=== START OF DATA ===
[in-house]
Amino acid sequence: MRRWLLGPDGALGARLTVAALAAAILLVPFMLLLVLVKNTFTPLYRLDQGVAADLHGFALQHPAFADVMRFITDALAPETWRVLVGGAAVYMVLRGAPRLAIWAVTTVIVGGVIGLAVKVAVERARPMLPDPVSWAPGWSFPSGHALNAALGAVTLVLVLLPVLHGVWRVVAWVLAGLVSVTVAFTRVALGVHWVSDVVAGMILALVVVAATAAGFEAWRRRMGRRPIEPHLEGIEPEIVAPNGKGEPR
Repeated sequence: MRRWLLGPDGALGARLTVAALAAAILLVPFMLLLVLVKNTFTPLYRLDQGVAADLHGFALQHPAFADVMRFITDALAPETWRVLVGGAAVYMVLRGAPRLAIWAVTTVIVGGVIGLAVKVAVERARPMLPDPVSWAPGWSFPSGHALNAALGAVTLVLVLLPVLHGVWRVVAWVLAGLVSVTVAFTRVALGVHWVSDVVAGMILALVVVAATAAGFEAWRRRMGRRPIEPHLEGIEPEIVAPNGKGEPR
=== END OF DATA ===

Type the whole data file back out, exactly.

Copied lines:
[in-house]
Amino acid sequence: MRRWLLGPDGALGARLTVAALAAAILLVPFMLLLVLVKNTFTPLYRLDQGVAADLHGFALQHPAFADVMRFITDALAPETWRVLVGGAAVYMVLRGAPRLAIWAVTTVIVGGVIGLAVKVAVERARPMLPDPVSWAPGWSFPSGHALNAALGAVTLVLVLLPVLHGVWRVVAWVLAGLVSVTVAFTRVALGVHWVSDVVAGMILALVVVAATAAGFEAWRRRMGRRPIEPHLEGIEPEIVAPNGKGEPR
Repeated sequence: MRRWLLGPDGALGARLTVAALAAAILLVPFMLLLVLVKNTFTPLYRLDQGVAADLHGFALQHPAFADVMRFITDALAPETWRVLVGGAAVYMVLRGAPRLAIWAVTTVIVGGVIGLAVKVAVERARPMLPDPVSWAPGWSFPSGHALNAALGAVTLVLVLLPVLHGVWRVVAWVLAGLVSVTVAFTRVALGVHWVSDVVAGMILALVVVAATAAGFEAWRRRMGRRPIEPHLEGIEPEIVAPNGKGEPR